• In the past, the big publisher could/would only prosecute the violator if they were able to find out about the violations; in essence, if the violations were big enough and actually cost the publisher some honest-to-capitalism bottom line, then they would get stomped with hefty fines. ObDisney: A brick and mortar storefront in Queens selling thousands of VHS tapes of Bambi for a buck a pop would get prosecuted quickly, while it would be very rare for a daycare with a painting of Mickey on its walls to get prosecuted. In today's world, the big publisher has MORE opportunity to find SMALLER infringements, and wants to continue wielding the big prosecution stick for EVERY one of those piddly-ass violations. Yet they still want third-parties to help them police the world for THEIR property. ObDisney: Not only do daycares that made Mickey murals get shut down under massive legal and financial threats, but so do otherwise perfectly normal teens who post personal lipsync-Beauty-and-the-Beast-songs videos onto community pages. The huge fines were designed from a time when it was expected that only 0.0000001% of the actual piracy would ever get found to be prosecuted, and found only because it was a real and egregious dent in real sales. Now that the web exposes so much of the casual ways that trivial amounts of copyrighted material becomes woven into the experience that is culture, corporations are all drooling at the chance to win huge fines from thousands or millions of little sources, regardless of actual damages inflicted.

        Excellent analysis, Speare. As someone who has been working in copyright law since 1974, I agree that what is going on today has absolutely nothing to do with copyright law as it was intended to be, or copyright law as it has historically been practiced. It is an aberration, one that makes no sense.

        Your points will become part of the discussion of the question of whether trying to assess statutory damages of $750 per song file [blogspot.com] -- when the lost profit for the song file is about 50 cents -- is unconstitutio [ssrn.com]

        • by Speare (84249)

          I'm gratified by your reply, Mr. Beckerman.

          I've never had any real legal reason to be interested in copyright, but I could probably guess my interest in the issues of C P T S (Copyright, Patent, Trademark, Secret) or "IP" law and ethics to about 1974 also. I was a little kid, wondering what the stamp of 'PAT PEND.' meant when I saw it inside every little Lego(tm) brick I touched, why Megablox never quite fit with Lego even though they were supposedly "compatible", or why the Lego pamphlets implored regul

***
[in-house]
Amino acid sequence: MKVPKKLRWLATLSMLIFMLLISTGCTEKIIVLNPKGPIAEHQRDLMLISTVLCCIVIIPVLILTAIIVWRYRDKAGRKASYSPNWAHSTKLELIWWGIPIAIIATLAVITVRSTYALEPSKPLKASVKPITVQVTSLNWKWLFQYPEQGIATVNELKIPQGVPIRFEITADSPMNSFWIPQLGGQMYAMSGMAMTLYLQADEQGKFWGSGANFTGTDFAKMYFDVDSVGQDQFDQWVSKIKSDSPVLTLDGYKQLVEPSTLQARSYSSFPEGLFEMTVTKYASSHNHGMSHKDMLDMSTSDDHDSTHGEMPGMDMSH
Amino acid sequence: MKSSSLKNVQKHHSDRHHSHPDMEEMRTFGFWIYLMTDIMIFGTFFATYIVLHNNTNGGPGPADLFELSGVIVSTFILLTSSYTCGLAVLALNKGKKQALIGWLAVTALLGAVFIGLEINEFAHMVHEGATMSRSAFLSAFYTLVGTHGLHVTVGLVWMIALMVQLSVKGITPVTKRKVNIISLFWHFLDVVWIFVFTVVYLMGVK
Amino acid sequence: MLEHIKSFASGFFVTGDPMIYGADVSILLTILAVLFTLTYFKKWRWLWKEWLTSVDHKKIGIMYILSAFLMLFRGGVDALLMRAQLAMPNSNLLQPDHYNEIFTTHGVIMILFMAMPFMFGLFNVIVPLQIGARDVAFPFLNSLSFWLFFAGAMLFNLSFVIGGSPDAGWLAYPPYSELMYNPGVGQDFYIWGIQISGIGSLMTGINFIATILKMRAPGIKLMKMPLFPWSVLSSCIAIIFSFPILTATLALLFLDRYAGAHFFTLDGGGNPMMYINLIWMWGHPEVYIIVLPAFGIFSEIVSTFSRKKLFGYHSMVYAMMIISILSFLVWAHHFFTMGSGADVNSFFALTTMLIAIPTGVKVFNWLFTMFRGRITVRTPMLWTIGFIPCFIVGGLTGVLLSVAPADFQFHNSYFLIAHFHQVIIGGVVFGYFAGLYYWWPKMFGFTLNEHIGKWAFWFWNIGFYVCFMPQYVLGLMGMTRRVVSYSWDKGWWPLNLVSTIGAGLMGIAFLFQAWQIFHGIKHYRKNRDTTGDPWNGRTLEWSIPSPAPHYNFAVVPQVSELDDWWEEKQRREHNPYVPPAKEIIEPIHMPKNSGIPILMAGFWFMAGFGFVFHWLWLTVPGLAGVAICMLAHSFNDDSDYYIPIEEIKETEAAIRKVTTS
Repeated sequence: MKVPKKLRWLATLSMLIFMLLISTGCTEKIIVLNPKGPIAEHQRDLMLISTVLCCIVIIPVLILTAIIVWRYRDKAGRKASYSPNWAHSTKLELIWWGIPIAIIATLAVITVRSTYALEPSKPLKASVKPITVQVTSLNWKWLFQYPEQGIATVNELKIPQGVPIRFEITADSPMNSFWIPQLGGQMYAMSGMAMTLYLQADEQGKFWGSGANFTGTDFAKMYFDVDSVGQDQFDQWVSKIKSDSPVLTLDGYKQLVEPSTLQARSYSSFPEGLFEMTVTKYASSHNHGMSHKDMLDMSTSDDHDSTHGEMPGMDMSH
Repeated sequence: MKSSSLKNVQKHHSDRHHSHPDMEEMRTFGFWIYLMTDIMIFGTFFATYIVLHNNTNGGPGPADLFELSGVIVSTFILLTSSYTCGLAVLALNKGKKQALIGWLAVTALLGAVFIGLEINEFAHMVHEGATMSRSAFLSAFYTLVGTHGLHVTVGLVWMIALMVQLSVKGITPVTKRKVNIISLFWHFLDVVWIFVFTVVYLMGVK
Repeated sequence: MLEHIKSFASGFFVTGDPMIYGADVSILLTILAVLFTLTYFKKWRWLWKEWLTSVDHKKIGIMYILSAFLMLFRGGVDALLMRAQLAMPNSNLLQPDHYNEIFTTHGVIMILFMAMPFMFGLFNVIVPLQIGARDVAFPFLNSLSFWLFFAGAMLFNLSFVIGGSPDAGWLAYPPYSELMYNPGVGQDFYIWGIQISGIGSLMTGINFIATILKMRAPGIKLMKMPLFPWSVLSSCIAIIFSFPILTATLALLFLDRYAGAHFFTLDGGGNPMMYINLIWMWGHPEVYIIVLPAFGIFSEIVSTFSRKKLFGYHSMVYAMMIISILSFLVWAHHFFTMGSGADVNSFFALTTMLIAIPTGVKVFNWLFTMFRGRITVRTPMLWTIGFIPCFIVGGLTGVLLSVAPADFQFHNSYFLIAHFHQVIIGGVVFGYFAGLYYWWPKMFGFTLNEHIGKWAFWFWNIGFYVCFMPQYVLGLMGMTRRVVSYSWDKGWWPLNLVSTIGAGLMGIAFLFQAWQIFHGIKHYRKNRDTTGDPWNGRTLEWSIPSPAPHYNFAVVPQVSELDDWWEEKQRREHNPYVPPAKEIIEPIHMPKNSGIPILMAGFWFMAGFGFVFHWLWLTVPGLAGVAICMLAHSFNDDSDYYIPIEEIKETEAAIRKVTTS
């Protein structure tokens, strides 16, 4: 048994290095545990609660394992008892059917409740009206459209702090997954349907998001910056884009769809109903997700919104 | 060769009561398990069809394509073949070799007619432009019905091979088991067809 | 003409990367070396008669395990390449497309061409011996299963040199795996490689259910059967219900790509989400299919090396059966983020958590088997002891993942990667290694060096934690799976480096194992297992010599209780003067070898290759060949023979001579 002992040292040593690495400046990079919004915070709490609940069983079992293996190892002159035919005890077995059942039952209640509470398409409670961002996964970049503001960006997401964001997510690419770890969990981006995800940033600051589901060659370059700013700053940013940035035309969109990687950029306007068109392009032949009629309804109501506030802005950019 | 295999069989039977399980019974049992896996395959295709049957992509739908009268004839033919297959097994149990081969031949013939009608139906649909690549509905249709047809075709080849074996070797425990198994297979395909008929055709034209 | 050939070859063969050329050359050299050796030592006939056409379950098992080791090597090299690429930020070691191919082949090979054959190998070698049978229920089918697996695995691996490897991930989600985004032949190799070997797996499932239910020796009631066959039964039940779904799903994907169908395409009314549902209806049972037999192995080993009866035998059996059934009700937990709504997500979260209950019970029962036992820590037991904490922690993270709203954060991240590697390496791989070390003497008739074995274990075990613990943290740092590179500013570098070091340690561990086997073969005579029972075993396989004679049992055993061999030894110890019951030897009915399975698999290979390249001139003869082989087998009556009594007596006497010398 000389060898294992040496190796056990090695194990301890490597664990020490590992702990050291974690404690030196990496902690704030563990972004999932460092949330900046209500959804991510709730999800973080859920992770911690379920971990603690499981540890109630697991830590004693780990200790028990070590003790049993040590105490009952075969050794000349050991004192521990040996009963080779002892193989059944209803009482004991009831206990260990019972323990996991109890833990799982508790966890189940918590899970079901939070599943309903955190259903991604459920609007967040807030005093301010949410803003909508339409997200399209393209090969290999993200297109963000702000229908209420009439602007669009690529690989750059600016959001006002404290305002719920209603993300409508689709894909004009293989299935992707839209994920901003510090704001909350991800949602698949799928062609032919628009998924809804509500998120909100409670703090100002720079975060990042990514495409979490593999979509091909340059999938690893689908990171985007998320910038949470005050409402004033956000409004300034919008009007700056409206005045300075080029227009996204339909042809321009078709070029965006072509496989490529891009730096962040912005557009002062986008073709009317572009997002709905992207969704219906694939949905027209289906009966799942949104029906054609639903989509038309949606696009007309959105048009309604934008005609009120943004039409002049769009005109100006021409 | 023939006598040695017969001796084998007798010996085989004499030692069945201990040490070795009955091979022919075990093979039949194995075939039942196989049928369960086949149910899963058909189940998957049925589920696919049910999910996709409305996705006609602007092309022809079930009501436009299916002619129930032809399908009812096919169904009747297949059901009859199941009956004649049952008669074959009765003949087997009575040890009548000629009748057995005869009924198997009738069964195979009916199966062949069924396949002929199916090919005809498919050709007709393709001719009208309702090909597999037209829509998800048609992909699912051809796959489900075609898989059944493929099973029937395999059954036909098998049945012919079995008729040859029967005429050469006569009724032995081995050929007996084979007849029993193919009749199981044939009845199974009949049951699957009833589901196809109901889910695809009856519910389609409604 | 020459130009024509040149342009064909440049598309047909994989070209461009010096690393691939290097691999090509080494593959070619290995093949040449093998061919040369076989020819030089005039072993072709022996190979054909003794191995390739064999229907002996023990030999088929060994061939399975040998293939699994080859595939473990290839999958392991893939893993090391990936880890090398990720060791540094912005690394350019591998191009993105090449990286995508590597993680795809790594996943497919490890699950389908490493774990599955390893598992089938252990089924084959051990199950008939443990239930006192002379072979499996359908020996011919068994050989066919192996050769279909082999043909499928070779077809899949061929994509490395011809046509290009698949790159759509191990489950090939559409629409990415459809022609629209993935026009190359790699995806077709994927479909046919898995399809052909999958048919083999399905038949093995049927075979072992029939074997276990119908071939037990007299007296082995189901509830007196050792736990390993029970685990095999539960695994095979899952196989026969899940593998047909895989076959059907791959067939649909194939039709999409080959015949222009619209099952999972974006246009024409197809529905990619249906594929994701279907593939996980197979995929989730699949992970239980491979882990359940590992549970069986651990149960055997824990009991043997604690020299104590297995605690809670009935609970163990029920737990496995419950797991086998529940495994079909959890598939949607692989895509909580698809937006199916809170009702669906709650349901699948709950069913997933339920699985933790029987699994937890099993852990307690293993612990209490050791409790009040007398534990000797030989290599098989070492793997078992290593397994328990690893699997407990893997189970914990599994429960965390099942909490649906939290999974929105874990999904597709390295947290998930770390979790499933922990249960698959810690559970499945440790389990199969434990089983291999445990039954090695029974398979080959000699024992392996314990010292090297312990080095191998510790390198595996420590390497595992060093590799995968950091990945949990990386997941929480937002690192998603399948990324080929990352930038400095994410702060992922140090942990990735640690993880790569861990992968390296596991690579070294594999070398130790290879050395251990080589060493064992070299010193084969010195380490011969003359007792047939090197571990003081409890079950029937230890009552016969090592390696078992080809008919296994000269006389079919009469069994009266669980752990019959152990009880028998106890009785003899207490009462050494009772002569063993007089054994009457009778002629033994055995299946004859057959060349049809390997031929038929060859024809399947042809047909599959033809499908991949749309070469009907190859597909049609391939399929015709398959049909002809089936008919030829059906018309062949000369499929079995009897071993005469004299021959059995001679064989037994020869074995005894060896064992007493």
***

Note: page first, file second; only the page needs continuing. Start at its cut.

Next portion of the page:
• Google/YouTube hides under the fact that US copyright law puts the responsibility of reporting violation on the copyright holders.

      YouTube isn't "hiding behind the law". Its very business model was based upon the existence of the law, the Digital Millenium Copyright Act [cornell.edu].

      You seem to be under the impression that the "law" exists just to serve the interests of the Big 4 record companies and several major motion picture companies, and that to the extent the law protects anyone else it's unjust.
      Your dozen or so comments all have that flavor.

      • by cerelib (903469)
        Personally, I hate the "Big 4" record companies, but they are not the ones that I want to protect. Those organizations have the money and power to fight companies like YouTube with hordes of lawyers. They will fight to keep their profit margin even when their business model is becoming more obsolete every year. My concerns are to the copyright holders who don't have that kind of money and power. The ones who, whether by choice or not, are not represented by large corporations. It is simply not a reason
  • by circletimessquare (444983) <circletimessquare&gmail,com> on Friday August 10, 2007 @02:18PM (#20185977) Homepage Journal
    copyright law was originally intended to reward content creators for their work, to give them incentive to create content. however, copyright law has been hijacked by the economic middlemen, the distributors, such that the reward content creators get doesn't matter anymore (and is significantly reduced)

    and we are supposed to respect this. why? why must we respect this?

    copyright law has been inculcated and grown according to corporate interests nowadays and has morhped into something completely different form its original purpose. it's a cancer. and now it threatens to kill the public domain, making increasing incursions on what is considered free and fair use

    hey, how about most everything is free and fair use, and fuck you to corporate-backed copyright law? is that crazy? who tells you that's crazy? the corporate-backed lawyers?

    copyright law itself is the problem, the notion of intellectual property itself is the problem. it has been warped form its original purpose and has been corrupted. it's cancerous corporate growth fueled by the almighty buck, and now it threatens to kill the very creative centers that their money comes form in the first place

    here's an idea dear corporate music and corporate video: you can extend the copyright on mickey mouse forever, and pump cash out of that icon forever. and you will get diminishing returns over the years. or you can let it go, and watch your "property" morph into a million stepchildren, one of which will be the next mickey mouse for you to pump money out of